Cases of mycoplasmosis in wild passerines birds in feeders: The infection is confirmed

Photo: American goldfinch showing marked conjunctivitis most likely associated with Mycoplasma gallisepticum infection (mycoplasmosis). This bird died after a collision with a tree (presumably secondary to vision loss). Photo credit: Carole Garceau.

During the month of February we received several mentions from bird watchers reporting birds with eye lesions in southern Quebec. The clinical presentation observed in the pictures provided by observers is highly suggestive of mycoplasmosis.

We received a severely affected house finch that was found in Laval on February 15th. The postmortem examination carried out on this bird confirmed our suspicion. Histological lesions characteristic of mycoplasmosis, including infiltration of the conjunctival and airways mucosa by a large number of lymphoid inflammatory cells, were observed, and Mycoplasma gallisepticum was detected from a conjunctival swab by molecular method (PCR).

This diagnosis allows us to confirm the presence of an epidemic of mycoplasmosis in the birds frequenting feeders in southern Quebec. As of February 21, a dozen episodes have been reported in the regions of Montreal (including Laval, Deux-Montagnes and Longueuil), Drummondville, Quebec (including Lévis) and Sherbrooke. For now, this disease has been observed in three species of passerine birds: the American goldfinch (7 episodes), the house finch (5 episodes), the red cardinal (2 episodes) and the snow bunting (1 episode).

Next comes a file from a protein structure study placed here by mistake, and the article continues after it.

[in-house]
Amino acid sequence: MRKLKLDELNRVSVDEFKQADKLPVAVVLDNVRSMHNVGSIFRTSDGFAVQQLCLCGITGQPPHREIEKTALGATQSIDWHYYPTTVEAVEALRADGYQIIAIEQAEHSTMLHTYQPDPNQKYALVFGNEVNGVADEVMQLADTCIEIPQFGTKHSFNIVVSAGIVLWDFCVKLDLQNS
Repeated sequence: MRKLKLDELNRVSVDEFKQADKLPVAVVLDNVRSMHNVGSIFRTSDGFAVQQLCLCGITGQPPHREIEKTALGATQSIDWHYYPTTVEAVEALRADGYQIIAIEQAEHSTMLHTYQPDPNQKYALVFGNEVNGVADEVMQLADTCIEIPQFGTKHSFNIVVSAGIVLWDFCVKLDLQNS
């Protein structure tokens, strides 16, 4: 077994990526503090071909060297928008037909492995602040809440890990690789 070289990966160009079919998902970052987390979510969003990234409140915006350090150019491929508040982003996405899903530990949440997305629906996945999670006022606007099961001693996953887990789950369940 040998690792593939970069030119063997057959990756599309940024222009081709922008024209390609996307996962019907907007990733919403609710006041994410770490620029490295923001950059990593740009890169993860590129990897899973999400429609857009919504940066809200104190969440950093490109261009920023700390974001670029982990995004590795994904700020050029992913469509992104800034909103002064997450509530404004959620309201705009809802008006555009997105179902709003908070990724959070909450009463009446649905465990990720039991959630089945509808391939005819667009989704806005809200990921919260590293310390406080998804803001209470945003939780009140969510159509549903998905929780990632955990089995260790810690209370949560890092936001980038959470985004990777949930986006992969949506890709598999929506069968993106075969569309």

For more information on this condition see the previous blog (http://blog.healthywildlife.ca/suspected-cases-mycoplasmosis-wild-passerine-birds/).

Report any sick or dead birds to the Canadian Wildlife Health Cooperative. Find your closest regional centre at: http://www.cwhc-rcsf.ca

Stéphane Lair, CWHC – Quebec

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